Jeremy Hunt delivered his first Budget on 15 March. The period since November's Autumn Statement has been one of relative calm – certainly in comparison to the fiscal fireworks of last autumn. But households have been enduring a historically large squeeze on living standards over the winter, despite huge government intervention, which has softened the impact of inflation - still running at over 10% - and of high energy prices in particular. Meanwhile a flurry of grim forecasts from the IMF, the Bank of England and others have underlined the growth problem facing the UK, whose chronically low productivity growth has now been compounded by trends in economic inactivity. Ongoing public sector pay disputes show no signs of easing: the Chancellor will be under pressure to provide extra cash to bring nurse and teacher strikes to an end. Yet he is also facing demands to cut taxes and in the autumn he only met his fiscal rules by a hair's breadth - despite choosing a loose set of rules to begin with.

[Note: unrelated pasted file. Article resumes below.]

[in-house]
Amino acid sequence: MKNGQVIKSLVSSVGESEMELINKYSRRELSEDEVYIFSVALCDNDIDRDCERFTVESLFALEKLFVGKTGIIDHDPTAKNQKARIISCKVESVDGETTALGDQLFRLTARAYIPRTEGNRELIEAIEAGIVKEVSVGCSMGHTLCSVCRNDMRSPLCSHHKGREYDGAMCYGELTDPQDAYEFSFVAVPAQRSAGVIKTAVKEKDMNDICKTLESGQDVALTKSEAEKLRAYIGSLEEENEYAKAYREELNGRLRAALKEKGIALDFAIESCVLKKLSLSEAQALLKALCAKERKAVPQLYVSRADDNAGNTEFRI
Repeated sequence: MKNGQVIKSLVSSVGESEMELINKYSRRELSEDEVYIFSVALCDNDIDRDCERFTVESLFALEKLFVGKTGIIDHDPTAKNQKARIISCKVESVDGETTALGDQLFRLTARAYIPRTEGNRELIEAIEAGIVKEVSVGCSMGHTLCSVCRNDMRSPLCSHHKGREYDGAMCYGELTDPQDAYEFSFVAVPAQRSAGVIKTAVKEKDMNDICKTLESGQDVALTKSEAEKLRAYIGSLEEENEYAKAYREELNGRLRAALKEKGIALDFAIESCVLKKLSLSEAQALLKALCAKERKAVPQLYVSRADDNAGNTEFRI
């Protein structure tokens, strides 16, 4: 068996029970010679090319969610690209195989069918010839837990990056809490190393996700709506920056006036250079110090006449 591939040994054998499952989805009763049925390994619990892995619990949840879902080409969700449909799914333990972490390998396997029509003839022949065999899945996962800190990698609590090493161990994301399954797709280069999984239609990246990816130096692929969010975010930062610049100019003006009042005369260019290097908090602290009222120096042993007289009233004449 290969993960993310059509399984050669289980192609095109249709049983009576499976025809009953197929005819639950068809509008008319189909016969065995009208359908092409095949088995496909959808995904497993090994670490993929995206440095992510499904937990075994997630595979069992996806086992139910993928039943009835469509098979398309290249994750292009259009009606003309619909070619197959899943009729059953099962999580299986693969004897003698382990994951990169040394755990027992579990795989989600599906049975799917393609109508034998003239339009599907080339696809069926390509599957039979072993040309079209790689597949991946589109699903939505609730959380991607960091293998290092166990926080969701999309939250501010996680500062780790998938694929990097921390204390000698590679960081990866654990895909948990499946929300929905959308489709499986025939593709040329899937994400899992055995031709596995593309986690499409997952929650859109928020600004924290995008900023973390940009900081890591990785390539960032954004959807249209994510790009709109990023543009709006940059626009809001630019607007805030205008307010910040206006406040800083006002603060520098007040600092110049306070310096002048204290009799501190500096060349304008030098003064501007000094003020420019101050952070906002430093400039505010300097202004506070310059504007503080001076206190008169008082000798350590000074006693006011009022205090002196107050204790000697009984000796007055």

At this online event, IFS researchers outlined the challenges ahead of the Spring Budget. They covered inflation and its impacts on households, the government's support through the Energy Price Guarantee and for benefit recipients, the state of the public finances, and choices over public spending and public sector pay.